Think about the simplest way that students first experience a rhythmic or melodic concept. When I interviewed one of my mentors, Dr. Julie Scott for the podcast, and I’ll link the episode in the show notes, she said something that has really stuck with me, and I’m paraphrasing here, but “melody is first explored with the voice, and rhythm is first explored with the body.” Now this could send us into a spiral about movement and the different types of movement and eurhythmics and all that good stuff, and that’s a topic for another podcast, but I think that that statement is 100% the truth. I would even take it one step further and say that melody is first explored with the singing voice, and rhythm is first explored with the speaking voice, and then the body.
So if we’re going to talk about improvisation and how it’s a path to musical fluency, it’s essential that I give you another quick rundown of the learning sequence framework, just in case you’ve missed it before on this podcast. This is the way that I sequence everything and anything that I teach, and if you want more details about it, you can head to the link in the show notes. But very quickly and crudely, it’s made up of seven different steps in three different phases. The three phases are a pre-teaching phase, a core teaching phase, and a post-teaching phase. Today we’re going to talk about the core teaching phase, which consists of exploration, discovery, and extension. Which again, very very crudely just means doing music without notation, leading students to notation, and doing music with notation. But please, if this is a new concept to you, check out the link in the show notes for more information and how I describe this entire process. It’s completely changed the way that I teach, differentiate instruction, and honestly fill myself up as a teacher.
But let’s first start with improvisation in exploration. This is where we treat improvisation as experimentation. But it’s not blind “go music-ing,” rather it’s set up with specific parameters by you, the teacher, to give kids the experiential vocabulary by which to experiment. Whew. What in the world does that actually mean?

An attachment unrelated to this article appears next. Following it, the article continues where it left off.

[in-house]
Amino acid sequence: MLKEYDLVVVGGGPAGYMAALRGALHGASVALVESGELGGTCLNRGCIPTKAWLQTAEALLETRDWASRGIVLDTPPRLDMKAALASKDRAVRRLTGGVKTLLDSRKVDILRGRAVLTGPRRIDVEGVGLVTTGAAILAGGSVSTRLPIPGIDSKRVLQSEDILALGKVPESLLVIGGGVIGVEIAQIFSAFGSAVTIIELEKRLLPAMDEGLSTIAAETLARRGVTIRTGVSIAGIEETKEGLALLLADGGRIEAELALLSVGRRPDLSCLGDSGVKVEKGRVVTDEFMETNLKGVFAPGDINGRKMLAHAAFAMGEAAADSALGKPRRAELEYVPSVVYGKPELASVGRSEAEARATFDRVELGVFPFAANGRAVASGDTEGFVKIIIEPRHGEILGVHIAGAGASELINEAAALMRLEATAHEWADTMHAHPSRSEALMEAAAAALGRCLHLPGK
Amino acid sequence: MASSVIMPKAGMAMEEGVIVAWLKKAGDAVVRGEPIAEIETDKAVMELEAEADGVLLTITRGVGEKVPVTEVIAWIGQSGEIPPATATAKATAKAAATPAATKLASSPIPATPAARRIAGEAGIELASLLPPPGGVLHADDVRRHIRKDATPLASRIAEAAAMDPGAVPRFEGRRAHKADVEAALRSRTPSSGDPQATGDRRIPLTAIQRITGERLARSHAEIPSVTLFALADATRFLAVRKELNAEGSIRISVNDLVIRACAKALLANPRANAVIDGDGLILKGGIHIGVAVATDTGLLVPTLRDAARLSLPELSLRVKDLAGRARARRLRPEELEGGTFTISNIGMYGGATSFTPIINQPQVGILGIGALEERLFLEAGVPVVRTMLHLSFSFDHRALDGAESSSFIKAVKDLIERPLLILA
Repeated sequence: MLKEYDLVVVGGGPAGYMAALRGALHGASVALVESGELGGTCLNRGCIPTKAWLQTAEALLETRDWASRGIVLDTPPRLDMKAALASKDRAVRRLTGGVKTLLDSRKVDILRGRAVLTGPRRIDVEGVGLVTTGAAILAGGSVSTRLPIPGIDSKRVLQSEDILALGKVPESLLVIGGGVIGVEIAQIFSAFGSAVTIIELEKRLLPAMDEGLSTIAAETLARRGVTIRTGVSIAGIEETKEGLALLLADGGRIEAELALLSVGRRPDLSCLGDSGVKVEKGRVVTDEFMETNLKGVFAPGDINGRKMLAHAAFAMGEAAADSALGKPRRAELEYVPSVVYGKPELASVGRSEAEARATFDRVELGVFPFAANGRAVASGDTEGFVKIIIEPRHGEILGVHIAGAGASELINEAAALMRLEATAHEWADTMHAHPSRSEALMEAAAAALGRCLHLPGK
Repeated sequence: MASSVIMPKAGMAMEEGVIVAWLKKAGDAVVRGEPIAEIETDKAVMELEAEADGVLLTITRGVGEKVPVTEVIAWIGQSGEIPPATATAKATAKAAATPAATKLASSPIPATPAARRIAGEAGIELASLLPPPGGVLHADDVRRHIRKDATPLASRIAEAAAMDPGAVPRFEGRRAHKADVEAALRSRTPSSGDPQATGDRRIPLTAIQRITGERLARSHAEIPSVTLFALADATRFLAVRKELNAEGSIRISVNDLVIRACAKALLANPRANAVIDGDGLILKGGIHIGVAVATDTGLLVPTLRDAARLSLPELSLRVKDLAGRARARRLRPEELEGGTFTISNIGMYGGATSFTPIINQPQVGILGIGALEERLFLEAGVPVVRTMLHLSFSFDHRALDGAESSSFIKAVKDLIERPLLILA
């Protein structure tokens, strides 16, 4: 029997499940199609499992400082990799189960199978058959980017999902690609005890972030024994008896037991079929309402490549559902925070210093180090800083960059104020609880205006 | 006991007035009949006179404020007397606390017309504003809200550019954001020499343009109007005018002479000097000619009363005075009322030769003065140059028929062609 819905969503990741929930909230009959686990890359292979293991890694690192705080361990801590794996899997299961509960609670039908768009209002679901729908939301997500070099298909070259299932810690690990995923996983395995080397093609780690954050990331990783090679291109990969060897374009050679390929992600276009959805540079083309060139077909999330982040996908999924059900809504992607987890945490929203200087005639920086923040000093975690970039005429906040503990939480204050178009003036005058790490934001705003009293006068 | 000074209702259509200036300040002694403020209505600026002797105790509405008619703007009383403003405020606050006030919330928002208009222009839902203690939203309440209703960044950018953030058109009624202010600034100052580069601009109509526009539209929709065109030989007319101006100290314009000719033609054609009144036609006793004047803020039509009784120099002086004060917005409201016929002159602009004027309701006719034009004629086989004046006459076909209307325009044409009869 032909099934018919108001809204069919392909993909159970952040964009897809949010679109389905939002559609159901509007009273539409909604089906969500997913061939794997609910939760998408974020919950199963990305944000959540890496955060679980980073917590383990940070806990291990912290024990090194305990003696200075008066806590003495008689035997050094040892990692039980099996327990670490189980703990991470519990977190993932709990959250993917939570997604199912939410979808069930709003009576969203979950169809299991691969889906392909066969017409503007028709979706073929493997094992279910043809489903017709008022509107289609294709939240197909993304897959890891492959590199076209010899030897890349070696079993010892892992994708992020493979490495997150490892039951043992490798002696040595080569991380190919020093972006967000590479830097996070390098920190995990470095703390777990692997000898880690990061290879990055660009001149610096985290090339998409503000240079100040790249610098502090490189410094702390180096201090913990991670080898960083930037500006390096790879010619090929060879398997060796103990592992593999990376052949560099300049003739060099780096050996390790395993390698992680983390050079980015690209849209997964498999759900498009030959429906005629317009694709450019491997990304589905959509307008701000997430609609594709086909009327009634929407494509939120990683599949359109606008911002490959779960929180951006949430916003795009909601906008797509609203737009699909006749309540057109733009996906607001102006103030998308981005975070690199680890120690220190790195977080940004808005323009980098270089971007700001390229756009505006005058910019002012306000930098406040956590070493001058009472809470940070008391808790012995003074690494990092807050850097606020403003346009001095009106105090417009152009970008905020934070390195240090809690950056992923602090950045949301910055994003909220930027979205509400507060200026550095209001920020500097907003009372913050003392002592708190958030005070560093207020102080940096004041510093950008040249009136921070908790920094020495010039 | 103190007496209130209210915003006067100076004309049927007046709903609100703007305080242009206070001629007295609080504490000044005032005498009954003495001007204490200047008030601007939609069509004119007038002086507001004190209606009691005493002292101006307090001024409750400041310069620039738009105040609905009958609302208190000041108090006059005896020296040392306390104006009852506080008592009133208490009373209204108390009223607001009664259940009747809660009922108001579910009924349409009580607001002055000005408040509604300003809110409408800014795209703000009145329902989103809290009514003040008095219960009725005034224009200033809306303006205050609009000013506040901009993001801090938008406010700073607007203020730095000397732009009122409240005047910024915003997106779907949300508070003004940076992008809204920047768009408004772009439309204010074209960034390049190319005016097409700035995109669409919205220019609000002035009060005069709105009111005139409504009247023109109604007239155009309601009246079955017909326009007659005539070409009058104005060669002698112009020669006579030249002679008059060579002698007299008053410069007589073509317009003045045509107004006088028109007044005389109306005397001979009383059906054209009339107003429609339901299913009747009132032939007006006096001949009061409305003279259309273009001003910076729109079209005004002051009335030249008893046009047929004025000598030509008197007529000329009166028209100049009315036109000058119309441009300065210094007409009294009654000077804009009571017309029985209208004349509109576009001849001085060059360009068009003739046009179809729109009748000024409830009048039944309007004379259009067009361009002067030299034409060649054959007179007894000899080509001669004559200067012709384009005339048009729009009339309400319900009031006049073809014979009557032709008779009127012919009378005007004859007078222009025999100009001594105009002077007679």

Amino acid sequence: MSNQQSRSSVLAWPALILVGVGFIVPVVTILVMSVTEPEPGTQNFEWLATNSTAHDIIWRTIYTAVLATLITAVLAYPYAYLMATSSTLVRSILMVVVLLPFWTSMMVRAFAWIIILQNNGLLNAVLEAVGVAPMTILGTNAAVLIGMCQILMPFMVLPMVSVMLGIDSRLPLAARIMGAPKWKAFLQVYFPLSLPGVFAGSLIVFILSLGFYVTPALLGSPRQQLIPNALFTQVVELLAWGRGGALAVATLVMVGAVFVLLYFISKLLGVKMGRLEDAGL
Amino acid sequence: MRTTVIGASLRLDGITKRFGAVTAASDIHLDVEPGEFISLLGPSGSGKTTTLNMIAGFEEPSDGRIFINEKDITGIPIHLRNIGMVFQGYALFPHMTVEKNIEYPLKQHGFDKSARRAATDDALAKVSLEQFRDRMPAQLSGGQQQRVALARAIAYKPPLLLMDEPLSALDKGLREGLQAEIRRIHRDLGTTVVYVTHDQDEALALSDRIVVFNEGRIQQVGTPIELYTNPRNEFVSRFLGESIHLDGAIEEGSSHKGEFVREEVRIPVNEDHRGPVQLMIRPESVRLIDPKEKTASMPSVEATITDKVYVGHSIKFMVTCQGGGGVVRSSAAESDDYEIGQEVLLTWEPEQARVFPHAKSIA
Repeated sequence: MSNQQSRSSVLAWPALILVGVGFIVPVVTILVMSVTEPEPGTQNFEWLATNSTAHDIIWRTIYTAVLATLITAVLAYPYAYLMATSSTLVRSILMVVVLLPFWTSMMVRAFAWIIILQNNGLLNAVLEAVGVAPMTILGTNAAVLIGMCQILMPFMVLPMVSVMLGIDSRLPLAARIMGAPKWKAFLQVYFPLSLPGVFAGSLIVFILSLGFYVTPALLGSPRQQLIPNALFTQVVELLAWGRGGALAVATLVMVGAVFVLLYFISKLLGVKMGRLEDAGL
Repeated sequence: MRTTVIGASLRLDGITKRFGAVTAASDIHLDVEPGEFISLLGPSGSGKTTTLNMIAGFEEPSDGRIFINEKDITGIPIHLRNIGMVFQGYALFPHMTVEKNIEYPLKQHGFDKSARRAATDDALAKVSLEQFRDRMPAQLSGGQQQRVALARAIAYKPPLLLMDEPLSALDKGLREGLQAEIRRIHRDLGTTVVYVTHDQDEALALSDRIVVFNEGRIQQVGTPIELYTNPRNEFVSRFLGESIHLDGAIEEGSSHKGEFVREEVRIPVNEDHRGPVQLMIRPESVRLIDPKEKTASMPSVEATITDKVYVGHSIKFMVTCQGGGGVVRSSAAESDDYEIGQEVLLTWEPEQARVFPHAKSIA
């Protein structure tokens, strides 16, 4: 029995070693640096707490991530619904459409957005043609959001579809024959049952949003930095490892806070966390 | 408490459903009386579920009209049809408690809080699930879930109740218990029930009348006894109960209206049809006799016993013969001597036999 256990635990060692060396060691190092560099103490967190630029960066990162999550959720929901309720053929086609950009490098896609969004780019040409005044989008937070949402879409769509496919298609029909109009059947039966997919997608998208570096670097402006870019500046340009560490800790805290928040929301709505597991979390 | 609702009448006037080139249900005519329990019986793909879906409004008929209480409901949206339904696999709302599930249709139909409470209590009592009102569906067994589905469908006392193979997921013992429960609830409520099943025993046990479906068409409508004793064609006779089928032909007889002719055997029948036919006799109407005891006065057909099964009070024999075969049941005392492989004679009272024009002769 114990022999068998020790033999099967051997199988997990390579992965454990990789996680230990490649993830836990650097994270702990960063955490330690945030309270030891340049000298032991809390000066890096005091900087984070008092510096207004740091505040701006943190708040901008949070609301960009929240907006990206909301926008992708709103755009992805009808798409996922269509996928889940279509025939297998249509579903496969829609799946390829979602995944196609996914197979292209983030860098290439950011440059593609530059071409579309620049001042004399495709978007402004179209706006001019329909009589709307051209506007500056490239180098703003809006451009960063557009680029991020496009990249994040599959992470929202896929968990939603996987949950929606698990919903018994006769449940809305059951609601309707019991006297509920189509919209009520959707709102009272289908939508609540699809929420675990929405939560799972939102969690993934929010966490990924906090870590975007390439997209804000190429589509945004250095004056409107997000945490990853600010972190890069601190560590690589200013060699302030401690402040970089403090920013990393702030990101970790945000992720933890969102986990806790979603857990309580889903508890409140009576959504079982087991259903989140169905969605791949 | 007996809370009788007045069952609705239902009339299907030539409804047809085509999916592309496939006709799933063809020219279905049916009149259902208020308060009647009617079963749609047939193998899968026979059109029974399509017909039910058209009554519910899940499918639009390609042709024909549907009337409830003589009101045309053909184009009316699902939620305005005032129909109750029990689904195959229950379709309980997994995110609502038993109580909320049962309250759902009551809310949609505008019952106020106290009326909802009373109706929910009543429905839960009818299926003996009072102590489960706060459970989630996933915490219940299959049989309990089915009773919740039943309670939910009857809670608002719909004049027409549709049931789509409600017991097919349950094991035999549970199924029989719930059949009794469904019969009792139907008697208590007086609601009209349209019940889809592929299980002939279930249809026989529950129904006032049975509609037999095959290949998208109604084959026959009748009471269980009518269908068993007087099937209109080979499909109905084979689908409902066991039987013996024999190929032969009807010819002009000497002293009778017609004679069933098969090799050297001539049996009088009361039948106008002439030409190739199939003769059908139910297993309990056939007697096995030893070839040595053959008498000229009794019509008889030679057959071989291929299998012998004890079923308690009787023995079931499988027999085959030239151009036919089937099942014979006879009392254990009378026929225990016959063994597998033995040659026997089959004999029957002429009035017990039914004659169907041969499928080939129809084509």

Start with the voice
Take for example, the familiar song “Apple Tree.” And if you aren’t familiar with this simple song, or perhaps you just know a different version than I, let me sing it for you really quickly (and please excuse any bugs in my voice, because I record podcast episodes very early in the morning because, well, kids). Singing:
Apple Tree, Apple Tree
Will your apples fall on me?
I won’t cry and I won’t shout,
If your apples knock me out! (6:30)
Let’s also just isolate the first motive, “apple tree, apple tree” or “ti-ti ta, ti-ti ta” or “so-so mi, so-so mi.” (And again, if you used different rhythm syllables than I, that’s great, and that’s a discussion we can have on another day on another podcast episode, but just know that the syllables you use won’t impact the effectiveness of improvisation). These are the first pieces of musical literacy I introduce to my students, at least in terms of concrete rhythms and melodic elements that they can identify, read, and write.
But I’m getting ahead of myself because we’re still just talking about exploration, and identifying, reading, and writing comes later in the learning sequence. For the sake of today’s episode, let’s stick with talking about the rhythmic elements found in “Apple Tree” and how I would sequence an improvisation experience for my students.
The first thing I would do is really make sure that they owned the song. That means we’ve sung it, we’ve played the game, they’ve kept the steady beat, they’ve clapped the rhythm with and without singing the words out loud, and a plethora of other things that would really make sure the musical content is in their bones. What comes next? Well, before you set them off to the races coming up with their own patterns of ta and ti-ti, they have to have the opportunity to try something. And lucky for us, the first line of Apple Tree gives us the exact rhythmic building blocks we need to create new patterns.